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In this Thursday, May 28, 2020, photo, an employee at Bruce's Candy Kitchen ring up a customer's purchases from behind a protective plastic shield as both wear face masks due to the coronavirus in Cannon Beach, Ore. With summer looming, Cannon Beach and thousands of other small, tourist-dependent towns nationwide are struggling to balance fears of contagion with their economic survival in what could be a make-or-break summer. (AP Photo/Gillian Flaccus)
By The Skanner News | The Skanner News
Published: 22 June 2020

face masks explained lincoln coThis diagram explains how face masks can help to contain the spread of the COVID-19, even from those unknowingly carrying the virus. (image courtesy of Lincoln County, Ore.)Governor Kate Brown issued updated guidance from the Oregon Health Authority Friday regarding the use of face coverings in indoor public spaces for Multnomah, Clackamas, Washington, Marion, Polk, Hood River, and Lincoln Counties, effective Wednesday, June 24. The guidance applies to businesses and members of the public visiting those businesses.

“As we learn more about COVID-19, evidence continues to mount that face coverings play a critical role in reducing transmission,” said Governor Brown. “We have to live with this disease for a while. And that is going to require adjusting our habits––taking the simple step of covering our nose and mouth in spaces where we interact with others.

“We wear face coverings to protect the doctors and nurses working day and night in hospitals and clinics around the state. We wear them to protect our elderly neighbors. We wear them to protect kids in cancer treatment and people with compromised immune systems. We wear them to protect the grocery store clerk and the pizza delivery gal. We wear them because we don’t want to accidentally kill someone.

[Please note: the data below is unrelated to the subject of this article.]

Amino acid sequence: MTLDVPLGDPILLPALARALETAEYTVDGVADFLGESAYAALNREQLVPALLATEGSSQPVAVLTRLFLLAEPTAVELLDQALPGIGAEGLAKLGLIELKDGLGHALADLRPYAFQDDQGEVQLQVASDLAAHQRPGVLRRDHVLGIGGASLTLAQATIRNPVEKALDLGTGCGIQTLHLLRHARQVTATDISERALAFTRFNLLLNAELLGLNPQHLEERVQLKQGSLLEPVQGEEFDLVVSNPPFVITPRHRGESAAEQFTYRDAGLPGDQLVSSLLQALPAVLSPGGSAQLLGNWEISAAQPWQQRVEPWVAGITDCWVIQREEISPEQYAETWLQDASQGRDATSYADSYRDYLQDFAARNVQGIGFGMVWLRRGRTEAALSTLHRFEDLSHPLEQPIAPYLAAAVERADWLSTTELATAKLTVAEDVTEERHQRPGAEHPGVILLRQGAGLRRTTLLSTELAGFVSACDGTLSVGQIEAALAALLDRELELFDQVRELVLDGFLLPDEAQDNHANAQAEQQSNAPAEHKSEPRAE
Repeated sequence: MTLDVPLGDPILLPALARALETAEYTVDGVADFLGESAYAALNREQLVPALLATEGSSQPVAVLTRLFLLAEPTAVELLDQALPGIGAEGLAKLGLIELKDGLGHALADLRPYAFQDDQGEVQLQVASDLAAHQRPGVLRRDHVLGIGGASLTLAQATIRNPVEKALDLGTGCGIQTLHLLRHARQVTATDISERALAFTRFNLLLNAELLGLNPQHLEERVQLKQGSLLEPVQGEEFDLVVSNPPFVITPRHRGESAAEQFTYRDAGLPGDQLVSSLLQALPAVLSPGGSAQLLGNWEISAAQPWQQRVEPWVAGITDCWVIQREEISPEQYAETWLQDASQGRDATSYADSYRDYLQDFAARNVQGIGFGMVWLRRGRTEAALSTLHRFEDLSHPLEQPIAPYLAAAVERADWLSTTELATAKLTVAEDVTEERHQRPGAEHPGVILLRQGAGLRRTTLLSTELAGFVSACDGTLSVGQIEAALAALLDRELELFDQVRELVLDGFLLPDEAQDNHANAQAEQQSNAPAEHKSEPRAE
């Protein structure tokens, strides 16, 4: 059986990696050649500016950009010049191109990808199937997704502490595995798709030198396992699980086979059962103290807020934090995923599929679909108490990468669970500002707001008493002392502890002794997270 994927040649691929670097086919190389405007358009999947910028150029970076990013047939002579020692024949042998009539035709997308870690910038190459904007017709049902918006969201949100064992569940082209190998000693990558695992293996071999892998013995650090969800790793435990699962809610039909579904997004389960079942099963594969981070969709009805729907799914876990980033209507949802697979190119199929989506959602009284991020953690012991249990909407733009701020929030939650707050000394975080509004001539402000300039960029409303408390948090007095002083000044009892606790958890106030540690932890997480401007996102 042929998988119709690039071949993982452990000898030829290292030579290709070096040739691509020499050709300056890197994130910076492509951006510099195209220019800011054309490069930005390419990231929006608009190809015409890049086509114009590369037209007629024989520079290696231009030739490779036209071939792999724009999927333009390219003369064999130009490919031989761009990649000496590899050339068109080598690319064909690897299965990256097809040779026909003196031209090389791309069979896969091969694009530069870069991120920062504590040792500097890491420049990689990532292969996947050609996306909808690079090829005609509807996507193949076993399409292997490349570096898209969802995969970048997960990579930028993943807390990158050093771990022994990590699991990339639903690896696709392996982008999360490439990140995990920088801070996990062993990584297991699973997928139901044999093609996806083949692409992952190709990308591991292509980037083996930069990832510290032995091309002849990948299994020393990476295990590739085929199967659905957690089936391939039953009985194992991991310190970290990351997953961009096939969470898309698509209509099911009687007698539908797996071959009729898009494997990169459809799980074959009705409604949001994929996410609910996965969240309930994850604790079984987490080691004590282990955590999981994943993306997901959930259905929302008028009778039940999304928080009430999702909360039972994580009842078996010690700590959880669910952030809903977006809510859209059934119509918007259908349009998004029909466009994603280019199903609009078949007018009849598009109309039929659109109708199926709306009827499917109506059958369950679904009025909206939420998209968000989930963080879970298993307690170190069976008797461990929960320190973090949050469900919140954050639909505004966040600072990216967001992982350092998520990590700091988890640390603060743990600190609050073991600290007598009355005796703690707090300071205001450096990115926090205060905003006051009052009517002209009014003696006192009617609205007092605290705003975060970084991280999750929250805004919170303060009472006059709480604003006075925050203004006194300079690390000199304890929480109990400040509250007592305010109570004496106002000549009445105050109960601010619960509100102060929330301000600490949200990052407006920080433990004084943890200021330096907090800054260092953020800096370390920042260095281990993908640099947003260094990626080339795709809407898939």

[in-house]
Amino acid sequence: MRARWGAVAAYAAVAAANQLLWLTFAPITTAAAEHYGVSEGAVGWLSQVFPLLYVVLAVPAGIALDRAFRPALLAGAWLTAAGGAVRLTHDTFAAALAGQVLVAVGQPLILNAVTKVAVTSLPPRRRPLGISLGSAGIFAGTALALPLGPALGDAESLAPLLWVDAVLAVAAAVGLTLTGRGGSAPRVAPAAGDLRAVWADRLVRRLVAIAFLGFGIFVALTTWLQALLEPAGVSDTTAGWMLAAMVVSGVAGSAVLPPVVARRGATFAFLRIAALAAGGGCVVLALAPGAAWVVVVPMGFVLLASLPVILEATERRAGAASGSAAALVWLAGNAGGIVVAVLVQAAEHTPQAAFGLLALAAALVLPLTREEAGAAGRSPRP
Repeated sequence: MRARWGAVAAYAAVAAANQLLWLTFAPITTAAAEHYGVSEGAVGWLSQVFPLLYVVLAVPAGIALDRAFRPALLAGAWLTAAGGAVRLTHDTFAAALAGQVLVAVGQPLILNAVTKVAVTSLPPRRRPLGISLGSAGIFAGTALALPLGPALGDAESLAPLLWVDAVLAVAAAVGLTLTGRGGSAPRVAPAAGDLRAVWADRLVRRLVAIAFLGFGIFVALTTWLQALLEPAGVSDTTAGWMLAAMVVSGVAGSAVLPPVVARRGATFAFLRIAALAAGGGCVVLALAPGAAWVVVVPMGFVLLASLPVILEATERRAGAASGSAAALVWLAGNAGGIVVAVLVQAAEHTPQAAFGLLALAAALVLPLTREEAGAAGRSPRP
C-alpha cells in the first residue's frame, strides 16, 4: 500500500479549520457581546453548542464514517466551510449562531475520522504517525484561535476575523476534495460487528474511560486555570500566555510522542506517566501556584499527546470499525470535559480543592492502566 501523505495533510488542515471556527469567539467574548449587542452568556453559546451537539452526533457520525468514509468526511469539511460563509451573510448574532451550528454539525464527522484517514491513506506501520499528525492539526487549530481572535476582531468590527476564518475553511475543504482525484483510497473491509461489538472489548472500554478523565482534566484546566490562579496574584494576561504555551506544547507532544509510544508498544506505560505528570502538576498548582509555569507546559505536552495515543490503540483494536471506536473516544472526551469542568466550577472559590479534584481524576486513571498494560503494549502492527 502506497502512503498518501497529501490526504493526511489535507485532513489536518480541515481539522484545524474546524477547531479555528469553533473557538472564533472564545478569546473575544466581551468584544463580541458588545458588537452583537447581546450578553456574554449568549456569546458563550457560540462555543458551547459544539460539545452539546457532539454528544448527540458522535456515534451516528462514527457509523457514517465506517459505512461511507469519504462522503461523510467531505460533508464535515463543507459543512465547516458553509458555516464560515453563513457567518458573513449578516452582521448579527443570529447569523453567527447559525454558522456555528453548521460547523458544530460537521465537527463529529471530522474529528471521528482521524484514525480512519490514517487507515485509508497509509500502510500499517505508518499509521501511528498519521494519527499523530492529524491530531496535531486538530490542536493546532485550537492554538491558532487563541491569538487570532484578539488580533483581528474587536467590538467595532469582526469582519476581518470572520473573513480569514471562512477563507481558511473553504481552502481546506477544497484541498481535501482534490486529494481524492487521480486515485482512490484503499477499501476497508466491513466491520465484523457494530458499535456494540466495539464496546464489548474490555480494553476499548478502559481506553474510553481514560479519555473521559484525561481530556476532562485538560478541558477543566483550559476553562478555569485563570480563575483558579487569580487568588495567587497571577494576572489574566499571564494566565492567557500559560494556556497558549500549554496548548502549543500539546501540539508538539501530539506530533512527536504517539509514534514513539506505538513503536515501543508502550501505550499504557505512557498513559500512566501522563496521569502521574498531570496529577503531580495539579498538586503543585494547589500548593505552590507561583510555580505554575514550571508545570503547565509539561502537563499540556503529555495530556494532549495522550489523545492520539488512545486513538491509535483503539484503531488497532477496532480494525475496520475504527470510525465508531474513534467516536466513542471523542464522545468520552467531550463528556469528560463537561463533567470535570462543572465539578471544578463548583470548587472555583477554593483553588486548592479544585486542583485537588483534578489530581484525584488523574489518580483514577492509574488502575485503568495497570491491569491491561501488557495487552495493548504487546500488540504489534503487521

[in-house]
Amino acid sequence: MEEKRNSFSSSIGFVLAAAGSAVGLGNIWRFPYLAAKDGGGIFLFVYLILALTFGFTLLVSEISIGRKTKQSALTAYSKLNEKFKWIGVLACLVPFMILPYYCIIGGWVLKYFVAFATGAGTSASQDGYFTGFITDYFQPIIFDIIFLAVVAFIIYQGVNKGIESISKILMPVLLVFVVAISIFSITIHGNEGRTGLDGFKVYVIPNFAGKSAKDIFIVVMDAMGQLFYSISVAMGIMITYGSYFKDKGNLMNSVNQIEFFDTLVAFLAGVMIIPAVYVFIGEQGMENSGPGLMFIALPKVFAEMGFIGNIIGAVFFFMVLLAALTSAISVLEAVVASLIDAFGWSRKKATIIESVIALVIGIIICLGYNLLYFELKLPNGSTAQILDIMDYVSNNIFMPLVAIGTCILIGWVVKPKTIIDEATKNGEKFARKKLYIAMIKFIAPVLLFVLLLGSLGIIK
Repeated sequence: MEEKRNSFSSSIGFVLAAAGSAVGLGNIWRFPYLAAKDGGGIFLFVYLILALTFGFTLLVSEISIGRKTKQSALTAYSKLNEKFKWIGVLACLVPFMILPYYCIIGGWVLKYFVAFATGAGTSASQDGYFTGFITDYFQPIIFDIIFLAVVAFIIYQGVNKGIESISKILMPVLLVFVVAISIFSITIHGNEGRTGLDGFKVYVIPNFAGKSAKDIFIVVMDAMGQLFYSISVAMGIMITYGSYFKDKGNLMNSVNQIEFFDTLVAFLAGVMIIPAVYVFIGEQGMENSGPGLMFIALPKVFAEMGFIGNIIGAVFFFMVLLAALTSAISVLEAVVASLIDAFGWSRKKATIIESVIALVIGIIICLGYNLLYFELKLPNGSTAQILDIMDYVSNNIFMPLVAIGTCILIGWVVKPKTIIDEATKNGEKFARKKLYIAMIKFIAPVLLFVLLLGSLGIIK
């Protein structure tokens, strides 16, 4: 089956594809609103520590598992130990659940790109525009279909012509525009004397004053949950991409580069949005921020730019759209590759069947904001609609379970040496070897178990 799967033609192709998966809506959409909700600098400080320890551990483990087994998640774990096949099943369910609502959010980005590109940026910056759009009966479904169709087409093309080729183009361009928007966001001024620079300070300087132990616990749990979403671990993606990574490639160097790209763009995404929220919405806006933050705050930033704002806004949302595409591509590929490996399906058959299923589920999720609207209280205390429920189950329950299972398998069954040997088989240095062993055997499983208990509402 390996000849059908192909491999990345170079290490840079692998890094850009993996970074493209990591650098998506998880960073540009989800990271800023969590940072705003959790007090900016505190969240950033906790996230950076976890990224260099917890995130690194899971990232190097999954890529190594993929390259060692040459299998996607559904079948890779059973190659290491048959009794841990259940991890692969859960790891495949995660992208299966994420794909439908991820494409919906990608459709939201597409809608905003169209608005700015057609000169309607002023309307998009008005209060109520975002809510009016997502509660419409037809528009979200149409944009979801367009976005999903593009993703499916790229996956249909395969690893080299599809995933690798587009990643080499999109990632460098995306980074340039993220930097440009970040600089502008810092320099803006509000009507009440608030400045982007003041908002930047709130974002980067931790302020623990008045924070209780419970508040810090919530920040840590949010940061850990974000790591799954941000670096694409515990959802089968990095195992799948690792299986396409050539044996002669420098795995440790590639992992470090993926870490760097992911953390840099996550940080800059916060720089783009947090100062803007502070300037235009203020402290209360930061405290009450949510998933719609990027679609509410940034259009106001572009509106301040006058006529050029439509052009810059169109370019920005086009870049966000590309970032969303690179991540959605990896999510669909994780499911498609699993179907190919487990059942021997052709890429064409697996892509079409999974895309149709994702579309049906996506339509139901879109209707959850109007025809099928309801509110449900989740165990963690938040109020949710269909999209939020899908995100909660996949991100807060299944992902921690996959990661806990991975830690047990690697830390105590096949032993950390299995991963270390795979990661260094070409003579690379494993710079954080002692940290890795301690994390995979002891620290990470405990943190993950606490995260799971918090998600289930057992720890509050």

“It’s really that simple. Face coverings save lives.”

The guidance applies to businesses including grocery stores, gyms and fitness studios, pharmacies, public transit agencies, personal services providers, restaurants and bars, retail stores, shopping malls, and ride sharing services. In counties that have entered Phase 2 of reopening, the guidance also applies to swimming pools, indoor entertainment facilities, indoor venues, and indoor recreational sports facilities.

Under the new guidance, businesses must require employees, contractors, volunteers, customers, and visitors to wear a mask, face covering, or face shield unless an accommodation or exemption applies. For example, face coverings are not required in restaurants and bars while eating or drinking, or at swimming pools while swimming.

Children under 12 years of age, as well as people with a disability or a medical condition that prevent them from wearing a face covering, are not required to wear one. (This guidance applies to customers and visitors of businesses, and is separate from the guidance and recommendations issued by the Oregon Health Authority and the Oregon Department of Education regarding children in schools.)

Acceptable face coverings can be cloth, paper, or disposable, including bandanas and homemade masks.

Oregon Health Authority reported 190 new confirmed and presumptive cases of COVID-19 as of 12:01 a.m. today bringing the state total to 6,937. The new confirmed and presumptive COVID-19 cases reported today are in the following counties: Clackamas (12), Deschutes (1), Jackson (3), Klamath (4), Lane (7), Lincoln (2), Linn (1), Malheur (2), Marion (7), Morrow (3), Multnomah (84), Polk (1), Umatilla (34), Union (3), Wallowa (1), Wasco (1), Washington (22), Yamhill (2).

Additional guidance and information about the reopening process under the Governor’s plan to build a safe and strong Oregon is available at coronavirus.oregon.gov.

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